Three-Dimensional Simulations with Fields and Particles in Software and Inflector Designs


Particles and fields represent two major modeling paradigms in pure and applied science at all. In this paper a methodology and some of the results for three-dimensional (3D) simulations that include both field and particle abstractions are presented. Electromagnetic field calculations used here are based on the discrete differential form representation of the finite elements method, while the Monte Carlo method makes foundation of the particle part of the simulations. The first example is the simulation of the feature profile evolution during SiO2 etching enhanced by Ar + /CF4 non-equilibrium plasma based on the sparse field method for solving level set equations. Second example is devoted to the design of a spiral inflector which is one of the key devices of the axial injection system of the VINCY Cyclotron.

Share and Cite:

B. Radjenović, M. Radmilović-Radjenović and P. Beličev, "Three-Dimensional Simulations with Fields and Particles in Software and Inflector Designs," Journal of Software Engineering and Applications, Vol. 6 No. 8, 2013, pp. 390-395. doi: 10.4236/jsea.2013.68048.

Conflicts of Interest

The authors declare no conflicts of interest.


[1] G. C. Birdsall and A. Langdon, “Plasma Physics via Computer Simulation,” McGraw-Hill, New York, 1985.
[2] Fltk.
[3] Vtk.
[4] Pthreads.
[5] A. Bossavit, “Computational Electromagnetism,” Academic Press, Boston, 1998.
[6] K. Warnick, R. Selfridge and T. Arnold, “Teaching Electromagnetic Field Theory Using Differential Form,” IEEE Transactions on Education, Vol. 40, No. 1, 1997, pp. 53-68. doi:10.1109/13.554670
[7] C. Geuzaine, “High Order Hybrid Finite Element Schemes for Maxwell’s Equations Taking Thin Structures and Global Quantities into Account,” Ph.D. Thesis, Universite de Liege, Liege, 2001.
[8] GetDP.
[9] TetGen.
[10] J. Sethian, “Level Set Methods and Fast arching Methods: Evolving Interfaces in Computational Geometry, Fluid Mechanics, Computer Vision and Materials Sciences,” Cambridge University Press, Cambridge, 1998.
[11] S. Osher and R. Fedkiw, “Level Set Method and Dynamic Implicit Surfaces,” Springer, New York, 2002.
[12] L. Evans, “Partial Differential Equations,” American Mathematical Society, Providence, 1998.
[13] R. Whitaker, “A Level-Set Approach to 3D Reconstruction From Range Data,” International Journal of Computer Vision, Vol. 29, No. 3, 1998, pp. 203-231. doi:10.1023/A:1008036829907
[14] Insight Segmentation and Registration Toolkit.
[15] B. Radjenovic, J. K. Lee and M. Radmilovic-Radjenovic, “Sparse Field Level Set Method for Non-Convex Hamiltonians in 3D Plasma Etching Profile Simulations,” Computer Physics Communications, Vol. 174, No. 2, 2006, pp. 127-132. doi:10.1016/j.cpc.2005.09.010
[16] M. Lieberman and A. Lichtenberg, “Principles of Plasma Discharges and Materials Processing,” John Wiley & Sons, Inc., Hoboken, 1994.
[17] C. K. Birdsall, “Particle-in-Cell Charged-Particle Simulations, Plus Monte Carlo Collisions with Neutral Atoms,” IEEE Transactions on Plasma Science, Vol. 19, No. 2, 1991, pp. 65-85. doi:10.1109/27.106800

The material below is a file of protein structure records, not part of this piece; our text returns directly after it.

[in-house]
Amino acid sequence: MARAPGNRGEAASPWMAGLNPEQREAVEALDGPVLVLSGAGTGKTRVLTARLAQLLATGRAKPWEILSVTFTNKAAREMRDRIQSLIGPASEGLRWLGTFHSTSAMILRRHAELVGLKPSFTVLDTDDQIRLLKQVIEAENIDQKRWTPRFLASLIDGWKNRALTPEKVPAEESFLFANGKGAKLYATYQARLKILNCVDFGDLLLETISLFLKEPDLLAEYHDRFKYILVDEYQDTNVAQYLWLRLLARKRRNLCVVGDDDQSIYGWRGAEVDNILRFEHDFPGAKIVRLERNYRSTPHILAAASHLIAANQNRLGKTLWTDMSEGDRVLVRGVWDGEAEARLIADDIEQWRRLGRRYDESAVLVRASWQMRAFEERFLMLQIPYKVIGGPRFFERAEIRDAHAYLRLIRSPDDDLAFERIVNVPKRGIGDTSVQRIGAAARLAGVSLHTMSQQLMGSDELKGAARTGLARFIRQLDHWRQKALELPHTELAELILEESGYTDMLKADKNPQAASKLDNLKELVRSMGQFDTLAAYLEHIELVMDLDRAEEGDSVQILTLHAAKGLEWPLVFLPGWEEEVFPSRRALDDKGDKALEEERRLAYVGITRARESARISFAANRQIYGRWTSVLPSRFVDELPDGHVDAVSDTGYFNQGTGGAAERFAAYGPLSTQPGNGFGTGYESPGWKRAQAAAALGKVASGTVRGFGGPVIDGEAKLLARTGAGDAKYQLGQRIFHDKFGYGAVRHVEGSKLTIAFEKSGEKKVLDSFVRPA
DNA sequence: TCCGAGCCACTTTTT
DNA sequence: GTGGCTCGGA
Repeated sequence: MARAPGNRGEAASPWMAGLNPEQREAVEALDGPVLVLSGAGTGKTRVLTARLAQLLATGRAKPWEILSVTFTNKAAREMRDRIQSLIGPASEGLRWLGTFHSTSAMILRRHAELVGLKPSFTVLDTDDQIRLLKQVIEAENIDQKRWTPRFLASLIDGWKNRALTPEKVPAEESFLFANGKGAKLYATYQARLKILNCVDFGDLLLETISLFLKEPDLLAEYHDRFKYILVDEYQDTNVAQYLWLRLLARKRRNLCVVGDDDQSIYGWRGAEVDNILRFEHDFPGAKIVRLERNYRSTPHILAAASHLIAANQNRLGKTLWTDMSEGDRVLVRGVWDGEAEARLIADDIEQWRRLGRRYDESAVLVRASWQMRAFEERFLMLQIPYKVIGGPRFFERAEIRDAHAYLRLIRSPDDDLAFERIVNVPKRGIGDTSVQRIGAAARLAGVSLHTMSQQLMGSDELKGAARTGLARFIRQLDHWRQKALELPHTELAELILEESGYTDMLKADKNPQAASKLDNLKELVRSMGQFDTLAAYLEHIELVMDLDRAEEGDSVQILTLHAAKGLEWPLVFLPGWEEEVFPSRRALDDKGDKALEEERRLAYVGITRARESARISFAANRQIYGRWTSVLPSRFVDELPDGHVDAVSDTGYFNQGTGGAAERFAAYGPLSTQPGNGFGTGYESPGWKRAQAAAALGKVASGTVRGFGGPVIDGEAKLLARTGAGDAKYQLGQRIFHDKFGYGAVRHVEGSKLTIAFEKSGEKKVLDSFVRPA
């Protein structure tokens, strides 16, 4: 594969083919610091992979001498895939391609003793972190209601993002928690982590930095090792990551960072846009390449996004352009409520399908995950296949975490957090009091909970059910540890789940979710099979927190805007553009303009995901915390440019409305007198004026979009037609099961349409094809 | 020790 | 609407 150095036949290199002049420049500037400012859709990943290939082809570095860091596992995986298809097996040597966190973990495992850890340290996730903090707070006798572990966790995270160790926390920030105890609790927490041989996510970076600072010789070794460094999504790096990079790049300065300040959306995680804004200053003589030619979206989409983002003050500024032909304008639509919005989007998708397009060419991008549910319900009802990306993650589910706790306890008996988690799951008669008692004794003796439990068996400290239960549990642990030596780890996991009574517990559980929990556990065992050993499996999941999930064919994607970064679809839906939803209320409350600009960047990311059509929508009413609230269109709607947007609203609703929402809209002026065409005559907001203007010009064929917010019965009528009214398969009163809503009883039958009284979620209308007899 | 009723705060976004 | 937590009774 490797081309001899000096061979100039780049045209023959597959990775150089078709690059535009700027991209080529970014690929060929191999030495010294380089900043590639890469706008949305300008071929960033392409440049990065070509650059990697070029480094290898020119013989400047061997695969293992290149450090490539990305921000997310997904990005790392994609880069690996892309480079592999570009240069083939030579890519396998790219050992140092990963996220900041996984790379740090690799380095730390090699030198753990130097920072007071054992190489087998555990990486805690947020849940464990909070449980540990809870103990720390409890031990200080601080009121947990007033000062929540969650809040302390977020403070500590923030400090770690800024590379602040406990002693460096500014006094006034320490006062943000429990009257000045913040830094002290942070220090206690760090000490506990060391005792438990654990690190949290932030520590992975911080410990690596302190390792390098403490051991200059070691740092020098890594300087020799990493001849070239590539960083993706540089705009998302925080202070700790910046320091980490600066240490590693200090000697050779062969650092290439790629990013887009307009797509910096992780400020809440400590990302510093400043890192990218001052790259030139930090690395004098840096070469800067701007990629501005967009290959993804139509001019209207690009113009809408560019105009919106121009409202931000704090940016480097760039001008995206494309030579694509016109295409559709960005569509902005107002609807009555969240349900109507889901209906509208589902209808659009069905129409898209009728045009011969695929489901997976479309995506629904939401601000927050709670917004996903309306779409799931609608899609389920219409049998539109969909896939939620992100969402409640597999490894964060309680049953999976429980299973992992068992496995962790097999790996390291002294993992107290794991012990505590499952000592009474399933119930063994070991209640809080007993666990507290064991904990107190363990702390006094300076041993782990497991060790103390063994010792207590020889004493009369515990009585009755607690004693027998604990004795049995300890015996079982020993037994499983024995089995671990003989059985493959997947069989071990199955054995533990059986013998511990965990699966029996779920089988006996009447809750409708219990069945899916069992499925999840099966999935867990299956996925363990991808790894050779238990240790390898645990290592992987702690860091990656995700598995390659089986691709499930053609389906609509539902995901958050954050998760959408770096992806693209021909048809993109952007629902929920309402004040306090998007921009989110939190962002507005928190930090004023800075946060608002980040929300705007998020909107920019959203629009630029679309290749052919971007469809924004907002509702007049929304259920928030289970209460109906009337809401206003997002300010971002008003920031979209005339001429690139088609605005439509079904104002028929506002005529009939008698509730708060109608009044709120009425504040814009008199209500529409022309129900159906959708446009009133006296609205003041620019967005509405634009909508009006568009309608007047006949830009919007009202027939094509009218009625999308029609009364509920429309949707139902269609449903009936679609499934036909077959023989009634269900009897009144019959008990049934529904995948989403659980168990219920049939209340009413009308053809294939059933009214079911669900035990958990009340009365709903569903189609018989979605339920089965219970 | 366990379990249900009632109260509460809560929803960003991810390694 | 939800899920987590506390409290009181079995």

[18] J. P. Verboncoeur, M. V. Alves, V. Vahedi and C. Birdsall, “Simultaneous Potential and Circuit Solution for 1D Bounded Plasma Particle Simulation Codes,” Journal of Computational Physics, Vol. 104, No. 2, 1993, pp. 321-328. doi:10.1006/jcph.1993.1034
[19] H. C. Kim, F. Iza, S. S. Yang, M. Radmilovic-Radjenovic and J. K. Lee, “Particle and Fluid Simulations of LowTemperature Plasma Discharge: Benchmarks and Kinetic Effects,” Journal of Physics D: Applied Physics, Vol. 38, No. 19, 2005, pp. R283-R301. doi:10.1088/0022-3727/38/19/R01
[20] B. Radjenovic and J. K. Lee, “3D Feature Profile Evolution Simulation for SiO2 Etching in Fluorocarbon Plasma,” Proceeding of the XXVIIth ICPIG, Eindhoven, 18-22 July 2005.
[21] G. Hwang and K. Giapis, “On the Origin of the Notching Effect during Etching in Uniform High Density Plasmas,” Journal of Vacuum Science and Technology, Vol. B15, No. 1, 1997, pp. 70-87.
[22] A. Mahorowala and H. Sawin, “Etching of Polysilicon in Inductively Coupled Cl2 and HBr Discharges. IV. Calculation of Feature Charging in Profile Evolution,” Journal of Vacuum Science and Technology, Vol. B20, No. 3, 2002, pp. 1084-1095.
[23] H. S. Park, S. J. Kim, Y. Q. Wu and J. K. Lee, “Effects of Plasma Chamber Pressure on the etching of Micro Structures in SiO2 with the Charging Effects,” IEEE Transactions on Plasma Science, Vol. 31, 2003, pp. 703-710. doi:10.1109/TPS.2003.815245
[24] N. Neskovic, et al., “Status Report on the VINCY Cyclotron,” Nukleonika, Vol. 48, 2003, pp. S135-S139.
[25] W. B. Powell and B. L. Reece, “Injection of Ions into a Cyclotron from an External Source,” Nuclear Instruments and Methods, Vol. 32, No. 2, 1965, pp. 325-332. doi:10.1016/0029-554X(65)90531-8
[26] J. L. Belmont and J. L. Pabot, “Study of Axial Injection for the Grenoble Cyclotron,” IEEE Transactions on Nuclear Sciences, Vol. NS-13, 1966, pp. 191-193. doi:10.1109/TNS.1966.4324204
[27] R. W. Müller, “Novel Inflectors for Cyclic Accelerators,” Nuclear Instruments and Methods, Vol. 54, 1967, pp. 29-41. doi:10.1016/S0029-554X(67)80004-1

Copyright © 2024 by authors and Scientific Research Publishing Inc.

Creative Commons License

This work and the related PDF file are licensed under a Creative Commons Attribution 4.0 International License.